Should you set white balance if your photo is captured using your camera’s raw format? This is a common question when just starting out shooting raw. So does white balance matter if shooting raw? The short answer is: no. When you set the white balance on your camera (or if you leave it up to the camera), whatever white balance that is applied to the final image is only for the purposes of display on your camera’s LCD (and if you also save JPEG with your raw file). The white balance setting that is “attached” as part of the metadata info on your raw image file is used by your photo processing software (Photoshop, Lightroom, etc.) as a default when you first open your image. But at that point, you are free to manipulate white balance as you see fit, and it will not negatively impact image quality. That’s because raw format (which really isn’t an image format per se) is exactly as the name implies, the camera is capturing the raw data seen by your camera’s sensor. White balance is applied in post-processing to a final image, and when you shoot raw, you don’t yet have a final image. If you only shoot in JPEG, white balance post-processing is done in-camera. But when you shoot raw, the white balance that is “attached” to your raw image file’s metadata serves only as a suggestion.
So that means you should never worry about white balance when you shoot raw? Well, just a second there, professor. While it is true that you don’t “have to” set white balance when you shoot raw, there might be a reason why you “want to.” Consider this scenario: You dial in your settings, compose your shot, then you fire away. Now you take a look at your photo on the rear LCD display to confirm it is the masterpiece you saw through the viewfinder. After careful scrutiny you decide you can do better, so you make some adjustments, re-compose your new shot, but damn, things still aren’t exactly as you expect them to be. Well, it’s entirely possible that your camera’s choice of white balance is throwing off the “processed” image you are seeing in your rear LCD, and in-turn may affect your decision-making. Many times a bad white balance choice is obvious (ever try shooting at the sun with auto white balance?), but it could be a more subtle effect on the final image that is leaving you with a less than perfect capture. Setting the white balance for the given conditions could lead to a better initial capture, giving you better “information” to work from, and hopefully leading to good decisions that make it possible to capture that work-of-art.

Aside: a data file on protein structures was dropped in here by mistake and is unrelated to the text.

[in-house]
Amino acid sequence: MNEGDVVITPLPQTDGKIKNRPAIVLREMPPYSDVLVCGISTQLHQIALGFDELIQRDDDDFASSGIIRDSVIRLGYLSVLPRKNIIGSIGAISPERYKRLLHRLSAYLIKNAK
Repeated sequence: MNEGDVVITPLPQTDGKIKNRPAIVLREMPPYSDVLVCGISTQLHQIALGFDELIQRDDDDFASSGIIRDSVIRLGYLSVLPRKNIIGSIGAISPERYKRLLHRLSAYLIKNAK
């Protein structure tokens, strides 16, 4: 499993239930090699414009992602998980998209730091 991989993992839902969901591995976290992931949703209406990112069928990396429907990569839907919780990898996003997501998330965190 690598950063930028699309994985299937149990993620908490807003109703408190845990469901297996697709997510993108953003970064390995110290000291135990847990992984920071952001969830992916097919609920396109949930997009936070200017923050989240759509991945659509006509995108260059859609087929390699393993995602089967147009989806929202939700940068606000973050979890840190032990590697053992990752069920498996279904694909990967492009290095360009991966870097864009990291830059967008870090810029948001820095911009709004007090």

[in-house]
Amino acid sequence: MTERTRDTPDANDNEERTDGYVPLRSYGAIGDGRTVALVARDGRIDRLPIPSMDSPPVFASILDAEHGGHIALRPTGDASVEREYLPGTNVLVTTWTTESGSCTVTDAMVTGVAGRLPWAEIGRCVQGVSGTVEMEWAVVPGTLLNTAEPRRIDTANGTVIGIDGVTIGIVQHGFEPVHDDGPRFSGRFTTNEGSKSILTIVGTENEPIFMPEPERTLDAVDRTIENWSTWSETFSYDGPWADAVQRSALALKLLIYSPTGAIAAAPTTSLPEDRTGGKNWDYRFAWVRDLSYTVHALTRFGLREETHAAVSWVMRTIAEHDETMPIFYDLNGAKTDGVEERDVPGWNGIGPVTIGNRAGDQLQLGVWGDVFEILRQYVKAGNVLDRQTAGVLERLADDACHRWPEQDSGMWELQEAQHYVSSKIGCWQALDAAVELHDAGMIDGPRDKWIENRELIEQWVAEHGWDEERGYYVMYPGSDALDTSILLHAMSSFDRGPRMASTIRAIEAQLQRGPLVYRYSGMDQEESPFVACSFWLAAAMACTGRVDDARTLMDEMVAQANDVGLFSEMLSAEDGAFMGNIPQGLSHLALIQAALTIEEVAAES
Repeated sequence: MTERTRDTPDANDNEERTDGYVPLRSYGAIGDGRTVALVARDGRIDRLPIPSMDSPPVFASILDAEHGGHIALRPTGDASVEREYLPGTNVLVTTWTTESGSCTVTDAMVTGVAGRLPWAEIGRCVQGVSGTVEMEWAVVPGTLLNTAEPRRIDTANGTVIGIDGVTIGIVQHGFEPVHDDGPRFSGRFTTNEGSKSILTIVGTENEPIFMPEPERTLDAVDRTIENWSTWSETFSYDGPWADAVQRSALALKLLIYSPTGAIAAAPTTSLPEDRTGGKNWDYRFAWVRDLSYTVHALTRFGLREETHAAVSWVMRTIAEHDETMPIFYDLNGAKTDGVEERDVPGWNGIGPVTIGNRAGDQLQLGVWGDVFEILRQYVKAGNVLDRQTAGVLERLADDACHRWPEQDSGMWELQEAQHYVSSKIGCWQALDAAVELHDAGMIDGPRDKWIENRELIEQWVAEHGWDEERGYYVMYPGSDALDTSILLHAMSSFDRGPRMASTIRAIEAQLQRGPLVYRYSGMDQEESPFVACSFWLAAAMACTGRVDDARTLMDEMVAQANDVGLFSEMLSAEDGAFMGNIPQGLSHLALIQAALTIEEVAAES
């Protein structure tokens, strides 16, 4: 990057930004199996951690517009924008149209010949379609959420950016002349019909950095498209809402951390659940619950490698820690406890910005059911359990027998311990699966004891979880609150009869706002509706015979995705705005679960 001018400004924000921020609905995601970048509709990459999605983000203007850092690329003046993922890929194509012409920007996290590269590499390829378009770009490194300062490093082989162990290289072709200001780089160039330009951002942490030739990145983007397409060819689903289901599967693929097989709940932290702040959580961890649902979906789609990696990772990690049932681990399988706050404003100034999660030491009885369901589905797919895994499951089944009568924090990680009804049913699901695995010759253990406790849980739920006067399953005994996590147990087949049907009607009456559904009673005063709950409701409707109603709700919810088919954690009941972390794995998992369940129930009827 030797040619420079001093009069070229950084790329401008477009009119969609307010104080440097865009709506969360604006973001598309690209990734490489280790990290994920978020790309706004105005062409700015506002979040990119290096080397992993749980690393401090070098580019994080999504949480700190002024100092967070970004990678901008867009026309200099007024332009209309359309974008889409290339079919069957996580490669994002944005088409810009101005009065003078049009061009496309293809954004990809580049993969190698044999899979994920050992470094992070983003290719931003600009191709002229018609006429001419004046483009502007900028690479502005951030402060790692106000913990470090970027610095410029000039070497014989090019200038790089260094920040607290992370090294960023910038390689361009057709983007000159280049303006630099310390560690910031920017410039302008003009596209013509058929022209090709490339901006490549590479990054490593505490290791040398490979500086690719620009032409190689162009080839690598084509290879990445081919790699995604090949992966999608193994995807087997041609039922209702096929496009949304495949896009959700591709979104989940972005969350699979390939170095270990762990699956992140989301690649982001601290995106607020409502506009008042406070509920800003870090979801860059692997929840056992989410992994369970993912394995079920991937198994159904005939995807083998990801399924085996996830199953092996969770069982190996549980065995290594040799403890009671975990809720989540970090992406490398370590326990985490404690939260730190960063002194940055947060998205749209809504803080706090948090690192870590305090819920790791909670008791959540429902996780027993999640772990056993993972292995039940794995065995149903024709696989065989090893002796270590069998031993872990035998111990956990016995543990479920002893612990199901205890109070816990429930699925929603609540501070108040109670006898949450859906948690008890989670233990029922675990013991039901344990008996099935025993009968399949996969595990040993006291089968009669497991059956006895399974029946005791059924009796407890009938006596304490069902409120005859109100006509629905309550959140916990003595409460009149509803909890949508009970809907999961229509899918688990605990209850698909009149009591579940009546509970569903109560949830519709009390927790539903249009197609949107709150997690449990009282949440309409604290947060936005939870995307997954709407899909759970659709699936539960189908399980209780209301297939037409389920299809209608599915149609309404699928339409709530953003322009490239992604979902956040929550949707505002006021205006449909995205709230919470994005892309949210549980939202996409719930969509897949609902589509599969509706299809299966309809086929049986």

In practice you will likely use auto white balance most of the time, I know I do. And when shooting raw, its reassuring to know you have the ability to set your white balance later. But next time you are in a complex lighting situation and your camera just can’t seem to figure out the white balance on its own, its time to set your white balance manually. It might be the difference between discarding a mediocre shot and capturing something special. After all, if you later pass judgement on this photo before adjusting the white balance, you will never know.